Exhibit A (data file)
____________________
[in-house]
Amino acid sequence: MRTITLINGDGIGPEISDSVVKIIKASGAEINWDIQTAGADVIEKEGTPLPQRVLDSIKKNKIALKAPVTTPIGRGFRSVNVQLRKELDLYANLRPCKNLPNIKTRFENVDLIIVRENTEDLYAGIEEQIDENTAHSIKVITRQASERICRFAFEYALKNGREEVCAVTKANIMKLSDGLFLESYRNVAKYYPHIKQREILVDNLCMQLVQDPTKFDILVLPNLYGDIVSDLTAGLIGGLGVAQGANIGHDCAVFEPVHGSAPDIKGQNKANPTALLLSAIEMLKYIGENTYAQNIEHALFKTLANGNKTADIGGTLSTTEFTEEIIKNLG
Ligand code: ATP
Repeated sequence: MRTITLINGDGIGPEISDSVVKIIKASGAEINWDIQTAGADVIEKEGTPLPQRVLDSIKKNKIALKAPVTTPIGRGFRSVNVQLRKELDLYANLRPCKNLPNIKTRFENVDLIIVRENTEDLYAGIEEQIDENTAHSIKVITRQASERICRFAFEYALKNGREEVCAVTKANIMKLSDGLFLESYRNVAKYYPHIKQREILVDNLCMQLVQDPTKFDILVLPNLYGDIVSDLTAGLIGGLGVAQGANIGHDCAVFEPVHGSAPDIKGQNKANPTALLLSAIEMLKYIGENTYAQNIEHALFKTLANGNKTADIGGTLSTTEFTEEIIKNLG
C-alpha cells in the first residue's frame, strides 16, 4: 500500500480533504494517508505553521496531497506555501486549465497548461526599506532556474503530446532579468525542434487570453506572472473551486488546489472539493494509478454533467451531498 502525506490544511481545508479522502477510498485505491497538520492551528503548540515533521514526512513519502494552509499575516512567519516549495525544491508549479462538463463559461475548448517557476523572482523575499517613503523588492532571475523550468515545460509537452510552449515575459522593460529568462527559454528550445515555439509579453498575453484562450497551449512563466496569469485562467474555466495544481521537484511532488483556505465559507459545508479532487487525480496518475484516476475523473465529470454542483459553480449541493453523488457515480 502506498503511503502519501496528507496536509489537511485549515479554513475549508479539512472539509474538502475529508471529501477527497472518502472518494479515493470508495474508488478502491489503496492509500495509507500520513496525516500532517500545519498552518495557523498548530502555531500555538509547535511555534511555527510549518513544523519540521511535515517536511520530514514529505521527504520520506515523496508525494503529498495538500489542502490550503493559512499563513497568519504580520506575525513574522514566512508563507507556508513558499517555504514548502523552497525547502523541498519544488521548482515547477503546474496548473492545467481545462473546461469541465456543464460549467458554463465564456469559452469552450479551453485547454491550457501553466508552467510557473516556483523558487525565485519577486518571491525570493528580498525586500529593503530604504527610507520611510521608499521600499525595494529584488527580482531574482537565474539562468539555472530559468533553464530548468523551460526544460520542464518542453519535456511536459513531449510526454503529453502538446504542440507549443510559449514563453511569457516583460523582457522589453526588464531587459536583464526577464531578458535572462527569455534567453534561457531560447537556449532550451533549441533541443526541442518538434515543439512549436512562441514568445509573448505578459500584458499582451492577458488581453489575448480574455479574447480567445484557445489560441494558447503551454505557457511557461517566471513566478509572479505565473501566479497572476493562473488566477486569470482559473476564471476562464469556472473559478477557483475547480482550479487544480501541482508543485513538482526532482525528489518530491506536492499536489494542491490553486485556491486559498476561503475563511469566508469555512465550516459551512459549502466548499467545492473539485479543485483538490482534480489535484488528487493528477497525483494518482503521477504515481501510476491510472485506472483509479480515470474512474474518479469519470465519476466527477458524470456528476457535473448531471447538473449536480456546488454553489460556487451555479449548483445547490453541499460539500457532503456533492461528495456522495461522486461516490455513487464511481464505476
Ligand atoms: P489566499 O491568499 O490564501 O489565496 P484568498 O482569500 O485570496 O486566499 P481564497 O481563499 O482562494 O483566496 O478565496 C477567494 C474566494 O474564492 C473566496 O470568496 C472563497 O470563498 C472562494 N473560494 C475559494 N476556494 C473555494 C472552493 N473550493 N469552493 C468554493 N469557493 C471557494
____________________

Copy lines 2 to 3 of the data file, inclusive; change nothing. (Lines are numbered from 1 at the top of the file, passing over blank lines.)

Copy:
Amino acid sequence: MRTITLINGDGIGPEISDSVVKIIKASGAEINWDIQTAGADVIEKEGTPLPQRVLDSIKKNKIALKAPVTTPIGRGFRSVNVQLRKELDLYANLRPCKNLPNIKTRFENVDLIIVRENTEDLYAGIEEQIDENTAHSIKVITRQASERICRFAFEYALKNGREEVCAVTKANIMKLSDGLFLESYRNVAKYYPHIKQREILVDNLCMQLVQDPTKFDILVLPNLYGDIVSDLTAGLIGGLGVAQGANIGHDCAVFEPVHGSAPDIKGQNKANPTALLLSAIEMLKYIGENTYAQNIEHALFKTLANGNKTADIGGTLSTTEFTEEIIKNLG
Ligand code: ATP